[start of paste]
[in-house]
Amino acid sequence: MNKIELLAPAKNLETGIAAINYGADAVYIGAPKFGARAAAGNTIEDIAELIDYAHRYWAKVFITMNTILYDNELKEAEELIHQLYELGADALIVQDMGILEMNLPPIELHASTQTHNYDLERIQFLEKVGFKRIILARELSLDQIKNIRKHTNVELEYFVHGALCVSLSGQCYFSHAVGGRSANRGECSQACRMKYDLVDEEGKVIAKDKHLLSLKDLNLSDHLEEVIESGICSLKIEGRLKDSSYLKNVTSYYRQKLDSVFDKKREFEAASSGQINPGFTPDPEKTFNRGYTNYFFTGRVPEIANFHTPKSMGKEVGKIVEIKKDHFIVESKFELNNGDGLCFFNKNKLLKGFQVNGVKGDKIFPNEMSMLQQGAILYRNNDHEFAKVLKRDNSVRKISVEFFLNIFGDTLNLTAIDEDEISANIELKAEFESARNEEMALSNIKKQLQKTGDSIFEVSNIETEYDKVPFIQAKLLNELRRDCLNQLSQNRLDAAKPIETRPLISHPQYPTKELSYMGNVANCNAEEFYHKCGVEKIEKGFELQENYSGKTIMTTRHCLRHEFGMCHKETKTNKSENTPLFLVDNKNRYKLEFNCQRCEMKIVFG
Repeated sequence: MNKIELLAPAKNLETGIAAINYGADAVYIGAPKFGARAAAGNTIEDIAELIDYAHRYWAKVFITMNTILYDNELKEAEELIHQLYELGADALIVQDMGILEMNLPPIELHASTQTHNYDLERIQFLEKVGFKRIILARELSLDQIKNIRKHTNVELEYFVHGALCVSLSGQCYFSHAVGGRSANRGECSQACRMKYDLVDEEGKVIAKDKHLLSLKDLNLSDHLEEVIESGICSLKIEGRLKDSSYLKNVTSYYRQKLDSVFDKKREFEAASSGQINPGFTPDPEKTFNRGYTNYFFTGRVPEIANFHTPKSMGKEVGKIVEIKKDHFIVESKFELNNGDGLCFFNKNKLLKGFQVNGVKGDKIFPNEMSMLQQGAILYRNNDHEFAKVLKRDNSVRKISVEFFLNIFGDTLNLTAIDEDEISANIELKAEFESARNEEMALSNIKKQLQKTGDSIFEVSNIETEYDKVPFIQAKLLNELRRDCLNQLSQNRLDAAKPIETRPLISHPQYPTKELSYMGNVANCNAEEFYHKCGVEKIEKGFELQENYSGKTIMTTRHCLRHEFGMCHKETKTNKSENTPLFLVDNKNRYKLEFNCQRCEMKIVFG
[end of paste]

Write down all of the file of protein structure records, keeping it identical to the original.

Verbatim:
[in-house]
Amino acid sequence: MNKIELLAPAKNLETGIAAINYGADAVYIGAPKFGARAAAGNTIEDIAELIDYAHRYWAKVFITMNTILYDNELKEAEELIHQLYELGADALIVQDMGILEMNLPPIELHASTQTHNYDLERIQFLEKVGFKRIILARELSLDQIKNIRKHTNVELEYFVHGALCVSLSGQCYFSHAVGGRSANRGECSQACRMKYDLVDEEGKVIAKDKHLLSLKDLNLSDHLEEVIESGICSLKIEGRLKDSSYLKNVTSYYRQKLDSVFDKKREFEAASSGQINPGFTPDPEKTFNRGYTNYFFTGRVPEIANFHTPKSMGKEVGKIVEIKKDHFIVESKFELNNGDGLCFFNKNKLLKGFQVNGVKGDKIFPNEMSMLQQGAILYRNNDHEFAKVLKRDNSVRKISVEFFLNIFGDTLNLTAIDEDEISANIELKAEFESARNEEMALSNIKKQLQKTGDSIFEVSNIETEYDKVPFIQAKLLNELRRDCLNQLSQNRLDAAKPIETRPLISHPQYPTKELSYMGNVANCNAEEFYHKCGVEKIEKGFELQENYSGKTIMTTRHCLRHEFGMCHKETKTNKSENTPLFLVDNKNRYKLEFNCQRCEMKIVFG
Repeated sequence: MNKIELLAPAKNLETGIAAINYGADAVYIGAPKFGARAAAGNTIEDIAELIDYAHRYWAKVFITMNTILYDNELKEAEELIHQLYELGADALIVQDMGILEMNLPPIELHASTQTHNYDLERIQFLEKVGFKRIILARELSLDQIKNIRKHTNVELEYFVHGALCVSLSGQCYFSHAVGGRSANRGECSQACRMKYDLVDEEGKVIAKDKHLLSLKDLNLSDHLEEVIESGICSLKIEGRLKDSSYLKNVTSYYRQKLDSVFDKKREFEAASSGQINPGFTPDPEKTFNRGYTNYFFTGRVPEIANFHTPKSMGKEVGKIVEIKKDHFIVESKFELNNGDGLCFFNKNKLLKGFQVNGVKGDKIFPNEMSMLQQGAILYRNNDHEFAKVLKRDNSVRKISVEFFLNIFGDTLNLTAIDEDEISANIELKAEFESARNEEMALSNIKKQLQKTGDSIFEVSNIETEYDKVPFIQAKLLNELRRDCLNQLSQNRLDAAKPIETRPLISHPQYPTKELSYMGNVANCNAEEFYHKCGVEKIEKGFELQENYSGKTIMTTRHCLRHEFGMCHKETKTNKSENTPLFLVDNKNRYKLEFNCQRCEMKIVFG